B.C. care home unaware 91-year-old lay dying in suite
Incident at Summerland Seniors Village under investigation
An Okanagan family is outraged that staff at an independent/assisted living facility in Summerland, B.C., didn't realize their 91-year-old father lay dying in his suite.
Alfredo Bonaldi is in hospital in serious condition with renal failure, staph infection, blood poisoning and possibly salmonella poisoning.
His daughter, Patricia McCoy said he's on intense short-term dialysis with the hope his kidneys will start working. At his age, she says long-term dialysis isn't an option.
A family member discovered Bonaldi on his deathbed Sunday morning, after he had not left his suite for several days.
"My husband went down there to check on him, and when he opened up the door, the odour that came out of there, he thought he was gone already," said daughter Edi Inglis.
The family had supper with Bonaldi on Wednesday, Nov. 21. His daughters say he appeared fine, happy and healthy as usual.
When one of them called the next day and couldn't reach him, they thought nothing of it because he was very active.
"My father never sat in his room, that's why if we phoned, we were never alarmed because he was never in his room except for really early morning and later at night," said daughter Patricia McCoy.
Missed meals, staff didn't check in
They called Saturday, two days later, but it was at the same time of day and figured he was at the facility's bistro.
Finally on Sunday, Inglis said she began to worry and made a point of calling at breakfast when she knew her father would be in his room. She said she called repeatedly before sending her husband to check on him.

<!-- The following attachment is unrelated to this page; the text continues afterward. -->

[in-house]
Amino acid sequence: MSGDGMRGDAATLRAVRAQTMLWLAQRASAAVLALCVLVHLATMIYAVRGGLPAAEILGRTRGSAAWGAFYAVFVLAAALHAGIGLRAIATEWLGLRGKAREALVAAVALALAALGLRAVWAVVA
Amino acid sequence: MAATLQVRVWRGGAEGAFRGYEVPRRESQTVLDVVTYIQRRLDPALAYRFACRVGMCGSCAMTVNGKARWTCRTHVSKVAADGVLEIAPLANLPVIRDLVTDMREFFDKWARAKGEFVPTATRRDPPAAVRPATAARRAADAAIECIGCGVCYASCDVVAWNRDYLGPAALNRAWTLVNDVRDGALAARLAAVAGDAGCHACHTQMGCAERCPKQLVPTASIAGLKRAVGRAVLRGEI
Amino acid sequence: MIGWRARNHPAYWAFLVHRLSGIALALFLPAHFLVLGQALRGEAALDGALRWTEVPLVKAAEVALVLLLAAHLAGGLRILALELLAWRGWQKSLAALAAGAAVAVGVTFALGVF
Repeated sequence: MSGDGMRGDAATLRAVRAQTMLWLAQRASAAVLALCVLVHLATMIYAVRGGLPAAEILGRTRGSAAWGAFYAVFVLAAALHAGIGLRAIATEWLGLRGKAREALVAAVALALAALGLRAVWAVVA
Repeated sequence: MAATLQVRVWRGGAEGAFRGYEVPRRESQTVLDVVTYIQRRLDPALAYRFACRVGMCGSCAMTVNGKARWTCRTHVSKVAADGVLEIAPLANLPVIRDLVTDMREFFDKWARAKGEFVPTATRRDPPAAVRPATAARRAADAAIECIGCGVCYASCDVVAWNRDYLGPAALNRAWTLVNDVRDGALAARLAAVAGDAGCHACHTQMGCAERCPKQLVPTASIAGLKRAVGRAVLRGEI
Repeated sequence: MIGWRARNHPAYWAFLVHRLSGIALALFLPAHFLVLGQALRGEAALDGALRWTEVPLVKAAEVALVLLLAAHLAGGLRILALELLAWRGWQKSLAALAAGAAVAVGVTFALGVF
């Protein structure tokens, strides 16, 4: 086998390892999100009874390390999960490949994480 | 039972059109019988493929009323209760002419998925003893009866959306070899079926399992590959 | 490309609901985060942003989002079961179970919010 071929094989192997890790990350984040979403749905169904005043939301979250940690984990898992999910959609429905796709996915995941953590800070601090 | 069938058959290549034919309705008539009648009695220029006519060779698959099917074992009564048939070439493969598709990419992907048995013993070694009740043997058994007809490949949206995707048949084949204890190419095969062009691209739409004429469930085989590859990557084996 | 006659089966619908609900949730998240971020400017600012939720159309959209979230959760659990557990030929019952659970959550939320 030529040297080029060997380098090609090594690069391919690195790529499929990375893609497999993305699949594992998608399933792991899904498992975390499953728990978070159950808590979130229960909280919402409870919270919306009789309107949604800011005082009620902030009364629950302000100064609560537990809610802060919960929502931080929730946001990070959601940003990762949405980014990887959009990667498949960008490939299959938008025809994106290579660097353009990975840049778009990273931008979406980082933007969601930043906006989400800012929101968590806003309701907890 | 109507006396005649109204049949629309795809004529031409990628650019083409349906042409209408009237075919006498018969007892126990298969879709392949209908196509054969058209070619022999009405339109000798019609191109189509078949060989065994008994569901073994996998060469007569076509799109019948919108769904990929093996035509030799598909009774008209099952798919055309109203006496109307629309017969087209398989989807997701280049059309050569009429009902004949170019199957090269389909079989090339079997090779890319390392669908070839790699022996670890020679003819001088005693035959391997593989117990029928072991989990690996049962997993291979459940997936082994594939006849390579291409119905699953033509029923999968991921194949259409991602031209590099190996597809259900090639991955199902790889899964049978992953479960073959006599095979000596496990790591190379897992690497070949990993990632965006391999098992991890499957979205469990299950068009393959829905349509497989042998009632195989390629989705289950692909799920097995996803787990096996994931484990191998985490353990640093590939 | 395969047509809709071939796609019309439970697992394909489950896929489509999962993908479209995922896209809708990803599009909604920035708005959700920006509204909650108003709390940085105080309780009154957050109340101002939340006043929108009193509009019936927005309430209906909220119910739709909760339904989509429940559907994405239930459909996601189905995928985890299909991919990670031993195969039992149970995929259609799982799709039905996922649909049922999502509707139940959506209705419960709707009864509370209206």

The family says they know he took his medication Wednesday night, but didn't show up for any meals and believes he didn't leave his suite from the time they left until Sunday morning when he was found.
Bonaldi was living in an independent/assisted living suite at Summerland Seniors Village.
He was responsible for his own medications, grooming, bathing and preparing his own breakfast. Lunch and supper are provided daily.
Health authority, ministry investigating
Now, the family wants to know why no one at the care facility noticed he hadn't left his room, and didn't check on Bonaldi.
Tony Baena, vice-president of Retirement Concepts, the company that runs the care facility, says staff did interact with Bonaldi, in a common area, two days before he was found.
But he says when Bonaldi didn't show up for his meals, staff should have checked on him.
"There's no doubt that something has gone awry here, because he was not seen for whatever number of days and he ended up in his room, and having not had anything to eat, so obviously something did happen here that is not acceptable to us," he said.
The Interior Health Authority and the provincial health ministry are both investigating the incident, as is Retirement Concepts.
With files from the CBC's Brady Strachan